Coming off Cop26, US to auction crude oil in Gulf of Mexico

Sale comes despite pledges from Biden administration to ween nation off of fossil fuels

The US Interior Department on Wednesday will auction vast oil and gas reserves in the Gulf of Mexico estimated to hold up to 1.1 billion barrels of crude, the first such sale under President Joe Biden and a harbinger of the challenges he faces to reach climate goals that depend on deep cuts in fossil fuel emissions.

The live-streamed sale invited energy companies to bid on drilling leases across some 352,000 square kilometres — about twice the area of Florida.

It will take years to develop the leases before companies start pumping crude. That means they could keep producing long past 2030, when scientists say the world needs to be well on the way to cutting greenhouse gas emissions to avoid catastrophic climate change.

The auction comes after a federal judge in a lawsuit brought by Republican states rejected a suspension of fossil fuel sales that Mr Biden imposed when he took office.

The Democrat campaigned on promises to curb fossil fuels from public lands and waters, which including coal account for about a quarter of US carbon emissions, the US Geological Survey said.

Yet even as he has tried to cajole other world leaders into strengthening international efforts against global warming, Wednesday’s sale illustrates Mr Biden’s difficulties in gaining ground on climate issues at home.

The administration last week proposed another round of oil and gas lease sales in 2022 in Montana, Wyoming, Colorado and other western states. Interior Department officials proceeded despite concluding that burning the fuels could lead to billions of dollars in potential future climate damages.

“We had [former president Donald] Trump’s unconstrained approach to oil and gas on federal lands and Biden’s early attempt to pause drilling. Now it looks like the Biden administration is trying to find a new policy,” said Robert Johnston, a researcher at Columbia University’s Centre on Global Energy Policy.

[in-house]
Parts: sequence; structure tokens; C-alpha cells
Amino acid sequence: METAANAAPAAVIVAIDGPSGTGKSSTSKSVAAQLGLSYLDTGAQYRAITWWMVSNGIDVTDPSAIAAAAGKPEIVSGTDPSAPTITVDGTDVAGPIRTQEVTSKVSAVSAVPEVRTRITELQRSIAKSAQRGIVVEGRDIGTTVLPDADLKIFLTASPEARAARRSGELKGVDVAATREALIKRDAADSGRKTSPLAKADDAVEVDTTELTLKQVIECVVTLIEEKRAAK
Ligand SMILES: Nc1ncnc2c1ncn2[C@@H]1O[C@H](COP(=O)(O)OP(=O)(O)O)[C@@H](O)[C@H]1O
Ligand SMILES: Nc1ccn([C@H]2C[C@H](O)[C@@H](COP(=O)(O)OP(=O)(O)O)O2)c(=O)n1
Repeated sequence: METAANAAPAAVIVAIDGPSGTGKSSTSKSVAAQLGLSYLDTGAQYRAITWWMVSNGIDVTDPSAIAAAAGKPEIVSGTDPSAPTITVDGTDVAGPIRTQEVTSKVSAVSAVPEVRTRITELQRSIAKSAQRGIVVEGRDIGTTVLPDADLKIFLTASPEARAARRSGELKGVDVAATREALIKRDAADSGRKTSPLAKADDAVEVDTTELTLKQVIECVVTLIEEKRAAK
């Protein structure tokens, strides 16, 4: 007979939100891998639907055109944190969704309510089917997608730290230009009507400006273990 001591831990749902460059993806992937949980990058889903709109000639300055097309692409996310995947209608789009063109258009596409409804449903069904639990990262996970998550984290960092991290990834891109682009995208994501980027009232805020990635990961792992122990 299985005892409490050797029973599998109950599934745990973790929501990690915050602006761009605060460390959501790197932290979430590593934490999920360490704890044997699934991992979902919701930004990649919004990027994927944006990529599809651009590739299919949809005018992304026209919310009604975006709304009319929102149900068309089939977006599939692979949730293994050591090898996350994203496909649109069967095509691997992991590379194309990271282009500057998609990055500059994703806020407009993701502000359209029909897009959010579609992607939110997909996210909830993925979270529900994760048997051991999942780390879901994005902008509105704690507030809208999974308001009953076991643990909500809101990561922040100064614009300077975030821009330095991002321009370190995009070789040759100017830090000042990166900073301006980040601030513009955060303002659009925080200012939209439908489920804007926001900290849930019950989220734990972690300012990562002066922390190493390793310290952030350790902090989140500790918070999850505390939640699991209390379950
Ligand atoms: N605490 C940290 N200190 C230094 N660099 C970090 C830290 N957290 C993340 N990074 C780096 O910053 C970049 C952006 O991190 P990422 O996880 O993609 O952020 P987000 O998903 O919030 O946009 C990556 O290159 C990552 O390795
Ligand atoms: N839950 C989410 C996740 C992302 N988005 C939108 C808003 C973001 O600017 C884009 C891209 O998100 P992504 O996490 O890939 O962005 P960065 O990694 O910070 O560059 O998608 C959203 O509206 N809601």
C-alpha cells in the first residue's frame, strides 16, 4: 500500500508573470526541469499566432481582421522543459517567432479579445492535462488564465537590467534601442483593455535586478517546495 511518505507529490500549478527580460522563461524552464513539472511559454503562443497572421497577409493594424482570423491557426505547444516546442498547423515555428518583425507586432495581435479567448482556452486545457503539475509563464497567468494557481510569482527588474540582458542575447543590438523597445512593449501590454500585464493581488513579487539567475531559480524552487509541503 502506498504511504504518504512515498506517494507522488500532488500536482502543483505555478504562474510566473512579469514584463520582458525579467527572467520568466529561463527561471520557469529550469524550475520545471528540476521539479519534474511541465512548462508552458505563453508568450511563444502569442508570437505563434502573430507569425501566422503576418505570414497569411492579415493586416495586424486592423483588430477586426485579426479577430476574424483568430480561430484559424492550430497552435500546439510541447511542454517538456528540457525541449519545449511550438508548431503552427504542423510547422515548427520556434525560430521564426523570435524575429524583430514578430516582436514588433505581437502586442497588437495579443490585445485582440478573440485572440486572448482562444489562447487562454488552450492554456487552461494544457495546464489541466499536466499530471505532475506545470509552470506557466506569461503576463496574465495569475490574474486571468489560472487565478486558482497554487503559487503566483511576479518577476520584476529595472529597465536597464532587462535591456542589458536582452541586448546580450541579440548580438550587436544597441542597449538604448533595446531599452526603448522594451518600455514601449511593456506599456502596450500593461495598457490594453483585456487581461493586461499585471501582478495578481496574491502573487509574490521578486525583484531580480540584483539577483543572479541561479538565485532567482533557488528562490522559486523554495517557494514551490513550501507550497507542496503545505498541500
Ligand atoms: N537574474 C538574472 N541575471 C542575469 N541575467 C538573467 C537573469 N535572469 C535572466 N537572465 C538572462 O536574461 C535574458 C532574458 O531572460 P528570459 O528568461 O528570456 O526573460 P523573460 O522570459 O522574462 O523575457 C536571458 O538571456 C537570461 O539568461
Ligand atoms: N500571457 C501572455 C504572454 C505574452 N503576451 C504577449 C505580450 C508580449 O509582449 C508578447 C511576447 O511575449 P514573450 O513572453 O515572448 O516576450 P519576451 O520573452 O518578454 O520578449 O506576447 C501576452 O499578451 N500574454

“They’re being very cautious about undermining their fragile momentum” on climate issues, he added.

The energy bureau said in presale documents released on Tuesday that it had received bids on 307 tracts totalling about 6,950 square kilometres — the largest total for a single sale since Gulf-wide bidding resumed in 2017. The seven prior sales generated almost $1 billion in total revenue.

Environmental reviews of the latest sale — conducted under Mr Trump and affirmed under Mr Biden — reached an unlikely conclusion: extracting and burning the fuel would result in fewer greenhouse gases than leaving it.

For coming sales, representative Melissa Schwartz said the Interior Department is conducting a more comprehensive emissions review than any prior administration. It is also appealing the court order that forced their resumption.

Erik Milito, president of the National Ocean Industries Association, said he was uncertain that using the new approach would have changed the government’s conclusions, since drilling for oil in other parts of the world is less efficient and hauling imports also adds to carbon costs.

The continued use of the old analysis rankles drilling opponents who say Mr Biden is not following through on his climate pledges.

“We’re talking about transitioning away from a fossil fuel economy and they are selling a giant carbon bomb of a lease sale,” said Drew Caputo, a lawyer with Earthjustice, which has a pending federal lawsuit against the Gulf of Mexico sale.

Some Democrats also objected to the sale. House Natural Resources Committee Chairman Raul Grijalva said the president “needs to do better” after promising to lead on climate issues but continuing a fossil fuel programme with a long history of mismanagement.

The Gulf of Mexico accounts for about 15 per cent of total US crude production and 5 per cent of its natural gas.

Industry analysts had predicted some heightened interest in Wednesday’s sale since oil prices rose sharply over the past year. It is also a chance for companies to secure drilling rights before the administration or Congress can increase drilling fees and royalty rates, said analyst Justin Rostant with industry consulting firm Wood Mackenzie.

“Different companies have different approaches and different strategies,” Mr Rostant said.

“Some could think this might be the year to go big.”

Updated: November 17th 2021, 4:01 PM
EDITOR'S PICKS
NEWSLETTERS